1. A free, fair and timely dispute resolution service
2. Types/ grounds include – age, carer and parental status, disability, gender identity, marital status, pregnancy, religion, sex
Places/ areas – accommodation, clubs, education, employment/ workplace, goods and services, land sales and transfers, local government, sport
How to make a complaint – phone call, lodge an online complaint, fill in a complaint form
Legislation – The Equal Opportunity Act 2010, The Racial and Religious Tolerance Act 2001, Charter of Human Rights and Responsibilities Act 2006
3. 20 basic human rights –
- the right to equality before the law and to be treated equally because everyone is entitled to equal protection against discrimination, and to enjoy their human rights without discrimination.
- right to life
- right to protection from torture and cruel, inhuman or degrading treatment
- right to freedom of movement
- right to privacy and reputation
- right to freedom of expression
- right to peaceful assembly and freedom of association
- right to taking part in public life
- right to freedom from forced work
- right to be safe from violence and abuse
- right to a fair hearing
- property rights
- cultural rights
- right to freedom of thought, conscience, religion and belief
- right not to be tried or punished for a crime more than once
- right to be part of a family and protection of families and children
- right to have your privacy respected
- right to liberty and security of person
- right to humane treatment when deprived of liberty
- rights of children in the criminal process
The Charter protects 20 human rights in Victoria in three main ways:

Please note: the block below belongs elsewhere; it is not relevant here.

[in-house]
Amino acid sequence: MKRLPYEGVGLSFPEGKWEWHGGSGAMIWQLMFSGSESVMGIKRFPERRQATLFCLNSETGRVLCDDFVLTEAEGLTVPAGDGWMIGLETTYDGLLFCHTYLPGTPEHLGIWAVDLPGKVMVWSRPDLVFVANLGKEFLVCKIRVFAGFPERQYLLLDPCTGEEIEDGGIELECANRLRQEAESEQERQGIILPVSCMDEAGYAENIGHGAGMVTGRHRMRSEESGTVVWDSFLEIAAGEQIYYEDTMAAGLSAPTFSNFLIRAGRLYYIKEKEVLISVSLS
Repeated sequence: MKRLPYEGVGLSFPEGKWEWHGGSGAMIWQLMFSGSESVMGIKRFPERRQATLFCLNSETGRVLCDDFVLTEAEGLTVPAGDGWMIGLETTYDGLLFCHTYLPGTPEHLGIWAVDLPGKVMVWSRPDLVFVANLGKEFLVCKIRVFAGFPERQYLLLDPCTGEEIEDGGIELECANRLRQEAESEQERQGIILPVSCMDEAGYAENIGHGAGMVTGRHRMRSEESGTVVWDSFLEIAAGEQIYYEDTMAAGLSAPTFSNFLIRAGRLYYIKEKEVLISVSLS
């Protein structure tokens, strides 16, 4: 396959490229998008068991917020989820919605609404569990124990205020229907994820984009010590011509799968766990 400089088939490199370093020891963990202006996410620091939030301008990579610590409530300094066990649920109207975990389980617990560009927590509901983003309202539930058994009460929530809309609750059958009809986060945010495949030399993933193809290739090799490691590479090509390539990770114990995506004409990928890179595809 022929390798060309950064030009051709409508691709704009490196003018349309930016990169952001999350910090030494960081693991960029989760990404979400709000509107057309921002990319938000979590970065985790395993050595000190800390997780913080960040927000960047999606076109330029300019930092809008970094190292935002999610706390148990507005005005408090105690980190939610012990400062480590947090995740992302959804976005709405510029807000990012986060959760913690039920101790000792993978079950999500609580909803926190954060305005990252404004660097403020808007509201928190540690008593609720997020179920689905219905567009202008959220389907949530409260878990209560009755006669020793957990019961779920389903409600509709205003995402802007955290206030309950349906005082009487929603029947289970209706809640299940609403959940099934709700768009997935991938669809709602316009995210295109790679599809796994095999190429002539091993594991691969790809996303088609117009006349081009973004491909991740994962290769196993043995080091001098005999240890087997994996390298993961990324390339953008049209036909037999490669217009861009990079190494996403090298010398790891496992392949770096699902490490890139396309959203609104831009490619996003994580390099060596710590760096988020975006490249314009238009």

- Public authorities, such as a hospital or public school, must act in ways that are compatible with human rights
- Human rights must be taken into account when developing new laws because when new laws are introduced into Victorian Parliament a Statement of Compatibility must be tabled in Parliament outlining how the proposed law meets the standards set out in the Charter.
- Courts must interpret and apply all laws compatibly with human rights
Commission’s role –to help people in Victoria understand the rights and freedoms set out in the Charter and what they can do to make them an everyday reality, and to provide a regular and independent assessment of the steps taken by the Victorian Government, local councils and other public authorities to meet their responsibilities under the Charter.
4. Types of workplace discrimination –refer to types listed above
Sexual harassment – Sexual harassment is against the law under the Equal Opportunity Act 2010.
Sexual harassment is unwelcome sexual behaviour, which could be expected to make a person feel offended, humiliated or intimidated. It can be physical, verbal or written.
Sexual harassment is not consensual interaction, flirtation or friendship. Sexual harassment is not behaviour that is mutually agreed upon.
Sexual harassment is covered in the workplace when it happens:
- at work
- at work-related events or where people are carrying out work-related functions
- between people sharing the same workplace
Bullying – Bullying and harassment can be discrimination when it happens because of someone’s disability, race, sexual orientation, age, physical features or any other protected attribute under the Equal Opportunity Act 2010. Bullying and harassment can be verbal, physical or in writing, and includes behaviour that intimidates, degrades or humiliates another person. This can be a form of unfavourable treatment covered by the law.
WorkSafe Victoria has more information on bullying at work.